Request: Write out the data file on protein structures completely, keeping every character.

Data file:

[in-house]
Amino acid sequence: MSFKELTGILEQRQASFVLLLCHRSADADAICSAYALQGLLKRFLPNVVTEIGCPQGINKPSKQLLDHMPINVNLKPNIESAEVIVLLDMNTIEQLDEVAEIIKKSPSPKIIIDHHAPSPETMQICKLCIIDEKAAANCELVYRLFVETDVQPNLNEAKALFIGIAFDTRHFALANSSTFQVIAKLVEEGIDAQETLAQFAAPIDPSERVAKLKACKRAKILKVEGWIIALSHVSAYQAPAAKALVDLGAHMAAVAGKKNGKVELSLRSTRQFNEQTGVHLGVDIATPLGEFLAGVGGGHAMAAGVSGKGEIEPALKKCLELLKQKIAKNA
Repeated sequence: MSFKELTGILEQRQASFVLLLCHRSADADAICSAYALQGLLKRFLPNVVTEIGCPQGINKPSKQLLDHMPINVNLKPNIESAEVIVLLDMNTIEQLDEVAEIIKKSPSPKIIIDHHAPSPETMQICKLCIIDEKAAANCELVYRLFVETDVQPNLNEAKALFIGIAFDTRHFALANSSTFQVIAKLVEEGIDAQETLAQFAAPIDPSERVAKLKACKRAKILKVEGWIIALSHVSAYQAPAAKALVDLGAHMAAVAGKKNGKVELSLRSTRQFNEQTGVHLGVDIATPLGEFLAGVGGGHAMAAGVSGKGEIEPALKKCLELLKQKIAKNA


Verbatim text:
[in-house]
Amino acid sequence: MSFKELTGILEQRQASFVLLLCHRSADADAICSAYALQGLLKRFLPNVVTEIGCPQGINKPSKQLLDHMPINVNLKPNIESAEVIVLLDMNTIEQLDEVAEIIKKSPSPKIIIDHHAPSPETMQICKLCIIDEKAAANCELVYRLFVETDVQPNLNEAKALFIGIAFDTRHFALANSSTFQVIAKLVEEGIDAQETLAQFAAPIDPSERVAKLKACKRAKILKVEGWIIALSHVSAYQAPAAKALVDLGAHMAAVAGKKNGKVELSLRSTRQFNEQTGVHLGVDIATPLGEFLAGVGGGHAMAAGVSGKGEIEPALKKCLELLKQKIAKNA
Repeated sequence: MSFKELTGILEQRQASFVLLLCHRSADADAICSAYALQGLLKRFLPNVVTEIGCPQGINKPSKQLLDHMPINVNLKPNIESAEVIVLLDMNTIEQLDEVAEIIKKSPSPKIIIDHHAPSPETMQICKLCIIDEKAAANCELVYRLFVETDVQPNLNEAKALFIGIAFDTRHFALANSSTFQVIAKLVEEGIDAQETLAQFAAPIDPSERVAKLKACKRAKILKVEGWIIALSHVSAYQAPAAKALVDLGAHMAAVAGKKNGKVELSLRSTRQFNEQTGVHLGVDIATPLGEFLAGVGGGHAMAAGVSGKGEIEPALKKCLELLKQKIAKNA